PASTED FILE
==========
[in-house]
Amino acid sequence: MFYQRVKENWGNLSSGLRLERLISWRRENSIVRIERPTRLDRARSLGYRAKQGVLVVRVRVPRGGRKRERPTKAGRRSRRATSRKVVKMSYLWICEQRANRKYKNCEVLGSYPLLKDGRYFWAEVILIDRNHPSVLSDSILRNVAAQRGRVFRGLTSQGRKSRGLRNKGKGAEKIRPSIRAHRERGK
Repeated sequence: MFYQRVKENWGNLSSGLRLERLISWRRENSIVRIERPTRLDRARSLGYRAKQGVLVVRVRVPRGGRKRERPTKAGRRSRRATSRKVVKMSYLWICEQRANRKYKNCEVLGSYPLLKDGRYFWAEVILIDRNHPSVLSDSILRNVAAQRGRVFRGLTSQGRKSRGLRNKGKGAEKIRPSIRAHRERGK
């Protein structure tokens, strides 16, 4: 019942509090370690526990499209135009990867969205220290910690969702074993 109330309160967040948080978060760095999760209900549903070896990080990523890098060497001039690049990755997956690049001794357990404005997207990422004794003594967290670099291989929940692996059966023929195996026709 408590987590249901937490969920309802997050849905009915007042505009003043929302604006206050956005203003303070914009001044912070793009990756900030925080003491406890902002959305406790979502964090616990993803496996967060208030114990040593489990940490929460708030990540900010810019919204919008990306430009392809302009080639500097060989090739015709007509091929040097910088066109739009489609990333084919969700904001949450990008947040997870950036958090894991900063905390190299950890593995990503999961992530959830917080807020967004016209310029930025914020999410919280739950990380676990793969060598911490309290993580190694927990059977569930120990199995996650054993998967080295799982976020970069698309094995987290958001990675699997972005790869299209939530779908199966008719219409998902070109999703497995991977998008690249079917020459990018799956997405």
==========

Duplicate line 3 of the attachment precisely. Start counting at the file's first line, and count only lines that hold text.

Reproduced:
Repeated sequence: MFYQRVKENWGNLSSGLRLERLISWRRENSIVRIERPTRLDRARSLGYRAKQGVLVVRVRVPRGGRKRERPTKAGRRSRRATSRKVVKMSYLWICEQRANRKYKNCEVLGSYPLLKDGRYFWAEVILIDRNHPSVLSDSILRNVAAQRGRVFRGLTSQGRKSRGLRNKGKGAEKIRPSIRAHRERGK